Given my forthcoming trip to Croatia, England and Ireland, it will be no surprise that I was riveted by a program on the telly last night about the upsurge in bed bugs at good hotels throughout the United States, especially in NYC. Indeed ivy league Columbia University has also had a problem and had to take remedial action in some of its dorms.
With nary a pause in the sensational urgency of her delivery, the anchor went on to remark bed bugs have always been regarded (in the US) as an incoming problem from Europe, the Middle East and other places abroad. They were at pains to say it is not a sign of bad hygiene to have bed bugs present in an establishment; bed bugs are indifferent to locale and will take up residence in top flight hotels with as much ease as they do in scuzzy rat holes. If what the media says is true, it would appear that these bugs may be as anxious to take in the imposing view of the Statue of Liberty and Empire State building as other foreign tourists and have been climbing
aboard the luggage of Americans as they quit their hotels and come back to the US.
I'm not sure I bought the argument that they've been a large European problem because I've stayed in many, many hotels in the UK and continental Europe and have not had anything feasting on my arms and legs...or stowaways. (The only thing I had happen was have my laptop nicked in London about six years ago at a small hotel called The Philbeach; it was an inside job and the management were very unsympathetic--indifferent, actually. They paid me 200 quid, which they were required to under the UK innkeeper laws, but they knew I would not return to sue them as it would have been too expensive. I must say it's been the only time in my life where I understood what exactly people mean when they say they've been violated. For the entire day, I could not concentrate on anything--not even on the splendor of HAmpton court where we went taht day--and I felt something had been taken from my psyche. It's a very strange and uncomfortable feeling.)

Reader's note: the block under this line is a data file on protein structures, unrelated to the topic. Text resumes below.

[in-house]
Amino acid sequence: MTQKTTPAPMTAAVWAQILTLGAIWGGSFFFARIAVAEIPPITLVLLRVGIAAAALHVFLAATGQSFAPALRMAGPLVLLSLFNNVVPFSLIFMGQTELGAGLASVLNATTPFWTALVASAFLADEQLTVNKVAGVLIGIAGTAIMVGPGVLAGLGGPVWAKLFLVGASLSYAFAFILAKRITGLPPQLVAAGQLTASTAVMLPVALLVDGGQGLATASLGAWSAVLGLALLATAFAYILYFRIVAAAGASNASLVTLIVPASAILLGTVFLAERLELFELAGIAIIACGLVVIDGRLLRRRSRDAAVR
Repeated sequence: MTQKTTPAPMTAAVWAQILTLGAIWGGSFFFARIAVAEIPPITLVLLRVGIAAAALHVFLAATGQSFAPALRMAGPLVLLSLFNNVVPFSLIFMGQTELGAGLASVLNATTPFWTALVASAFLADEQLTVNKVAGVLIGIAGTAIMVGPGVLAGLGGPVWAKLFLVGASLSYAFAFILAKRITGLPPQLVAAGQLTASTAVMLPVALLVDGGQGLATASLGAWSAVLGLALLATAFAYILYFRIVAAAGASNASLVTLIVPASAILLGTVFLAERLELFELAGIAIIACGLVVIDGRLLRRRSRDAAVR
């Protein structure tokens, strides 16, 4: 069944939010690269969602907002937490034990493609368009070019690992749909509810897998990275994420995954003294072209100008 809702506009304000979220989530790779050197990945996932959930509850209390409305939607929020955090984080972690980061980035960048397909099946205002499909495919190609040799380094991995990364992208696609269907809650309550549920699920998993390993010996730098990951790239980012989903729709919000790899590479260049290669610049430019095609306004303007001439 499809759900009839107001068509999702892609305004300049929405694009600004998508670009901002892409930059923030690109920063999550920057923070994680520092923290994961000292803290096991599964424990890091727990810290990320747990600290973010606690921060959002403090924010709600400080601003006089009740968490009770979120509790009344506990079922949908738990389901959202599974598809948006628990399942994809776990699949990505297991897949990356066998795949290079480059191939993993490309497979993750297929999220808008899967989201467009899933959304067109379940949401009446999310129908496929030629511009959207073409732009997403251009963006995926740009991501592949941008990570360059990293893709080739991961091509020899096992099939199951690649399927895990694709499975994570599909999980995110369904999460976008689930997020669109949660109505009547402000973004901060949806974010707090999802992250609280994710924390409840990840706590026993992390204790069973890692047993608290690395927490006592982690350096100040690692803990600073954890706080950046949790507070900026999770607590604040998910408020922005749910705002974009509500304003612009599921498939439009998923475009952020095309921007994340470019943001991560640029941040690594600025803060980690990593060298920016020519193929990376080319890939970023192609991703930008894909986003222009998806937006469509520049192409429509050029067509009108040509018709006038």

In any event, according to the program, the best way to check whether there are bed bugs in your hotel is to hoist up the bed's headboard (headboards are attached but apparantly the vast majority of them pop out) and check for molted insect skins and/or black patches of dried blood or fecal matter. You might even encounter the real thing because they hide in the cracks and crevices of headboards between feastings, as well as in the folds of matresses, pillows, curtains, and carpets. One poor woman visiting NYC woke up to find eight bugs dining on her legs; when she uncovered her sheets there were scores of the critters crawling about. And their bites leaves scars and bruises which last for weeks and months. Of course, she's suing the hotel for millions--which normally makes me skeptical, but I could tell by her speech and permanent scars that she was still traumatized.
[technorati: NYC hotels, London hotels, bed bugs, Philbeach hotel, Earls Court, Europe]